Royals can't find the right deal, stay content as trade deadline passes

The logic for GM Dayton Moore to stand pat at the trading deadline with his current roster was simple: He didn't think there was a cost-efficient upgrade out there better than what the Royals already have.

Dayton Moore had interest in adding pieces to the Royals' roster but couldn't find the right dance partner to make it work. 

Denny Medley / USA TODAY Sports

KANSAS CITY, Mo. -- Royals fans hoping that general manager Dayton Moore was going to make a splashy deal at the non-waiver trading deadline that expired Thursday afternoon likely were disappointed when the team did not pull off any trade.

But Moore had hinted in the past week that the Royals weren't likely to pull off a blockbuster, suggesting that the Royals were not "one player away" from improving their offense. Moore said the Royals instead needed numerous players on their own team to step up their contributions.

And so the deadline came and went Thursday, and Royals fans watched helplessly as other teams in the playoff chase -- Detroit, Seattle, Oakland -- appeared to significantly upgrade their 25-man rosters.

"Nothing really presented itself that was going to work at the end of the day," Moore said. "The acquisition cost (was too high). We were prepared to make moves with prospects.

"But at the end of the day, there wasn't any players that we could get our hands on that would have been an upgrade to what we have."

The Royals did have interest in Texas outfielder Alex Rios. But a source close to the situation said Thursday morning, "It just doesn't seem like Texas is that interested in dealing him now."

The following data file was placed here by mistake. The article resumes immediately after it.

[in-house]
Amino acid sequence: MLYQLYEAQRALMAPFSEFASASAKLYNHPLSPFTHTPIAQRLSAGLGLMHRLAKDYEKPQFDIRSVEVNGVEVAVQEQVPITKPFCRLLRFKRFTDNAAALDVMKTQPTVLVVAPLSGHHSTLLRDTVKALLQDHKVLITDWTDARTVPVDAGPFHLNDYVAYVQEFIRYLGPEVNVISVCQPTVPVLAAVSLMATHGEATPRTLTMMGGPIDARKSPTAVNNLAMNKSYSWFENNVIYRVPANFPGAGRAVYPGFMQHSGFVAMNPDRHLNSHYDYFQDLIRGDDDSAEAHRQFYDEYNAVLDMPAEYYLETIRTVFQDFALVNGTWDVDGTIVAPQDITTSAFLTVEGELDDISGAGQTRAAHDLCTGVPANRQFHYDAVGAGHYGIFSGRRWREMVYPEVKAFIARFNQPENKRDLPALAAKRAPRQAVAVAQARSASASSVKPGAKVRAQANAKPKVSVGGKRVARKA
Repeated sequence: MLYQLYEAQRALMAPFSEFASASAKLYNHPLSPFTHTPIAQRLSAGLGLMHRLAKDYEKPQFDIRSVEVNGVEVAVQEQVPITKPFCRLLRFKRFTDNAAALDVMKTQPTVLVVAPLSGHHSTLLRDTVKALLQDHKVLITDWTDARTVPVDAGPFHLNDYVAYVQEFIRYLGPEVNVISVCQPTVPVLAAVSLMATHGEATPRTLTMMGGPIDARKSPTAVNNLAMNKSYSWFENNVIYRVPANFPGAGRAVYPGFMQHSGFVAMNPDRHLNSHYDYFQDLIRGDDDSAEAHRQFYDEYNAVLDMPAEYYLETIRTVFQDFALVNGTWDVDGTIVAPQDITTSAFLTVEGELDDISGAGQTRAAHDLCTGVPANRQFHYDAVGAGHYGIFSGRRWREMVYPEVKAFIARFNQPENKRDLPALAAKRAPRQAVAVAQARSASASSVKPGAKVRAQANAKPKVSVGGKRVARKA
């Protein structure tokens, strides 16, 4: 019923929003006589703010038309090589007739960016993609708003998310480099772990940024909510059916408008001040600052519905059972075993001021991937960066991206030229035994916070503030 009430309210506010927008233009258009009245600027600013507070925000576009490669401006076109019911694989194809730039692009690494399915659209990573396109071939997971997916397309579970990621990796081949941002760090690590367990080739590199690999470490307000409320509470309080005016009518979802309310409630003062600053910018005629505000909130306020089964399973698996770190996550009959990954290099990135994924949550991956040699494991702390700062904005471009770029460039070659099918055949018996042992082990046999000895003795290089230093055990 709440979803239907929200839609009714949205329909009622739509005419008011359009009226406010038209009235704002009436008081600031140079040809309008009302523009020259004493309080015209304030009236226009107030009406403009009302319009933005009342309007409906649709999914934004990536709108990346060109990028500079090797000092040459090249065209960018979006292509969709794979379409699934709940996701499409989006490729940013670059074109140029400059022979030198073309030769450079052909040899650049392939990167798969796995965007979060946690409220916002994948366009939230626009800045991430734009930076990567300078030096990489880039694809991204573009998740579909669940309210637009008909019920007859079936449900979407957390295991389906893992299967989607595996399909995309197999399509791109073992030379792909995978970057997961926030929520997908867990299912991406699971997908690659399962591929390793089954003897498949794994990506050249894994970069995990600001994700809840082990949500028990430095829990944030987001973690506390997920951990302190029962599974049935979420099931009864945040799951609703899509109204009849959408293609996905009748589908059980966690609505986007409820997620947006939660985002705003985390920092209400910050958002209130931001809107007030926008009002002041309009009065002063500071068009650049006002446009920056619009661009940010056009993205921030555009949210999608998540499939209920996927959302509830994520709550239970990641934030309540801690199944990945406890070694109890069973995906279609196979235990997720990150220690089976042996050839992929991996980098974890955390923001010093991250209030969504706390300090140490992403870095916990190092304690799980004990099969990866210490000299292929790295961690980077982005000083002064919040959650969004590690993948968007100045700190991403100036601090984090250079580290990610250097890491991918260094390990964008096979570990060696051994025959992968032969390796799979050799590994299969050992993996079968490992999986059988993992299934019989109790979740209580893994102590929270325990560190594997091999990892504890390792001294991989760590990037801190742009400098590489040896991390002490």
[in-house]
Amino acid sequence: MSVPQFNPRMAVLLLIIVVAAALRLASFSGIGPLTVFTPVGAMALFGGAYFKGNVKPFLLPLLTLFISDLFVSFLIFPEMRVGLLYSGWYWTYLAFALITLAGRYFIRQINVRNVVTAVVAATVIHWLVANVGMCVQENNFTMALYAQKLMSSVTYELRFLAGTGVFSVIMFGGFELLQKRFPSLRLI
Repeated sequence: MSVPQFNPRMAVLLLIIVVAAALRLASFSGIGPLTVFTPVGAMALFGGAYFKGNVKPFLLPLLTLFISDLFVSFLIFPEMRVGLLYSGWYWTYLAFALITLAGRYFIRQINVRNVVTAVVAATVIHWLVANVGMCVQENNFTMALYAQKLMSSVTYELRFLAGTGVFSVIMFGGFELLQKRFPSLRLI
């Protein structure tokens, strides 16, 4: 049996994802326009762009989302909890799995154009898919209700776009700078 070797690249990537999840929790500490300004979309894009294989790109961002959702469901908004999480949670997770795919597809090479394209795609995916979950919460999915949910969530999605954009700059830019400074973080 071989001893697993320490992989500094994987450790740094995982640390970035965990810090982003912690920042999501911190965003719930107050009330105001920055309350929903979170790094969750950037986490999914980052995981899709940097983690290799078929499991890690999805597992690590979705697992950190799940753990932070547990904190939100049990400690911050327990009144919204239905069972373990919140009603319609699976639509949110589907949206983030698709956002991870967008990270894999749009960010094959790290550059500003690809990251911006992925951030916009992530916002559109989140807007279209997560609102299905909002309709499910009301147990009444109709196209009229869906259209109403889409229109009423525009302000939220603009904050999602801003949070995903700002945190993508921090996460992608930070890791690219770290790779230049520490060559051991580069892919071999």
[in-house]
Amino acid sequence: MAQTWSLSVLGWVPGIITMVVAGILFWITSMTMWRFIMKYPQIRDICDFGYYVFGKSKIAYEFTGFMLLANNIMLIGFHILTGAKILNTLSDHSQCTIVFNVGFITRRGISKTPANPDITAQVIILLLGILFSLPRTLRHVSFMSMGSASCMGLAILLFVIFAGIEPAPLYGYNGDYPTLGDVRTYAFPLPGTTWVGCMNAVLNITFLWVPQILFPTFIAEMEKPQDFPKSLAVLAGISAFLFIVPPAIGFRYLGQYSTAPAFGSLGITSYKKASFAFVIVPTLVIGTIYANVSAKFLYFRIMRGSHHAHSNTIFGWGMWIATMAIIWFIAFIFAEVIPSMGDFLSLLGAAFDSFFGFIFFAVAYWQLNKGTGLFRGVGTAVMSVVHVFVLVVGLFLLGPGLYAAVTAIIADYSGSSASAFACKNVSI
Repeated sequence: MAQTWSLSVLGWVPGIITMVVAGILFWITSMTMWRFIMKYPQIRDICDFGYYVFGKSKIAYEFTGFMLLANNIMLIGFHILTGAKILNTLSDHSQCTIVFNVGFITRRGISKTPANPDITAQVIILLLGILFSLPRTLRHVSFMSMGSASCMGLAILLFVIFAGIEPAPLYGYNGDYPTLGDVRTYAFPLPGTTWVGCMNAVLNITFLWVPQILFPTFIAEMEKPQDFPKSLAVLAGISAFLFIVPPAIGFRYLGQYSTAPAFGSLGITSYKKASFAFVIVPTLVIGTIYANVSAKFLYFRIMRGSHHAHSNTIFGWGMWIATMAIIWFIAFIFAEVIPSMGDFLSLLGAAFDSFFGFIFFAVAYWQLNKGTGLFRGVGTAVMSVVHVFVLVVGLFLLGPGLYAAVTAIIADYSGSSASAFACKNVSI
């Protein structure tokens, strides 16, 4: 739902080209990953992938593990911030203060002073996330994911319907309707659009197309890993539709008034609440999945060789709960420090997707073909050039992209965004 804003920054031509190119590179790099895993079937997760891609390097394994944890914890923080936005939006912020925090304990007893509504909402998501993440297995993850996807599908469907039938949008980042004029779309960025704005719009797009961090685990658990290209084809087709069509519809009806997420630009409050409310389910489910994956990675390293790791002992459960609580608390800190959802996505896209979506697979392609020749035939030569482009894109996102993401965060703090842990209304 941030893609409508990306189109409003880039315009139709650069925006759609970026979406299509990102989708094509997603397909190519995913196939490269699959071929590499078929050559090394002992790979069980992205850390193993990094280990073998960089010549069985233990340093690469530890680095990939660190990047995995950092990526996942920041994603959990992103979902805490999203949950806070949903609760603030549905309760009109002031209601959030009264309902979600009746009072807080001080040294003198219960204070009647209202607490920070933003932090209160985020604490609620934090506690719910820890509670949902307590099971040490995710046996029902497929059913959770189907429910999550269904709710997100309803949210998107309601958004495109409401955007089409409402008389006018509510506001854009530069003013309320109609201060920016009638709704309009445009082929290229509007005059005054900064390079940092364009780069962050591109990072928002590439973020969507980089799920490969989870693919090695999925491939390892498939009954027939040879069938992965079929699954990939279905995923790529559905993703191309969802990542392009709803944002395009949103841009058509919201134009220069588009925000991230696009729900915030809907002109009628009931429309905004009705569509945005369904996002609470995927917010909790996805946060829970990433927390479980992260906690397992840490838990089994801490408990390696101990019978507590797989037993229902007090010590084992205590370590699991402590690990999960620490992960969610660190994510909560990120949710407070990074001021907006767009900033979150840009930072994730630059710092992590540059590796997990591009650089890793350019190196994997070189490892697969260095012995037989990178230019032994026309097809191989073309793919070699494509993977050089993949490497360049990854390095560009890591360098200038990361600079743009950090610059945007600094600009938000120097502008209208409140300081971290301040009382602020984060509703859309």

In fact, Rios did not get traded.

Meanwhile, Detroit landed Tampa Bay pitcher David Price, the Mariners got Tigers outfielder Austin Jackson, and Oakland landed pitcher Jon Lester and outfielder Jonny Gomes.

Moore's immediate reaction focused on how much better the Tigers may have gotten.

"It's a great rotation, that's for sure," Moore said. "We found out (about the trade) obviously late. They did a tremendous job of getting the best players available."

Oakland, somewhat surprisingly, gave up power hitter Yoenis Cespedes, the type of power hitter the Royals likely could have used. But again, the price would have been high.

"Truthfully, it wasn't an option for us," Moore said. "You look at the return and what we would have had to give up. We didn't have a pitcher of that caliber (Lester) that we were willing to give up. We want to keep our pitching strong."

Finances also were a factor for the Royals. Many of the deals had money exchanging hands, and the Royals weren't in the market to significantly increase their payroll.

"There's an economic analysis taking place with every player," Moore said. "We're not going to apologize for our market and what we can and can't do. But certainly there are limitations.

"We still have to find ways to make our team better and look at players for who they are and not necessarily for the payroll factor. But it's always a factor."

The Royals still will have an opportunity to make a deal after the non-waiver deadline. But any player that is dealt now must have secured waivers. That was the case last August when the Royals got Emilio Bonifacio from Toronto.

"There's always going to be opportunities," Moore said. "Certainly it's a little more difficult, but it has been done in the past. We'll continue to look for ways to improve our team. We'll continue to search."

You can follow Jeffrey Flanagan on Twitter at @jflanagankc or email him at

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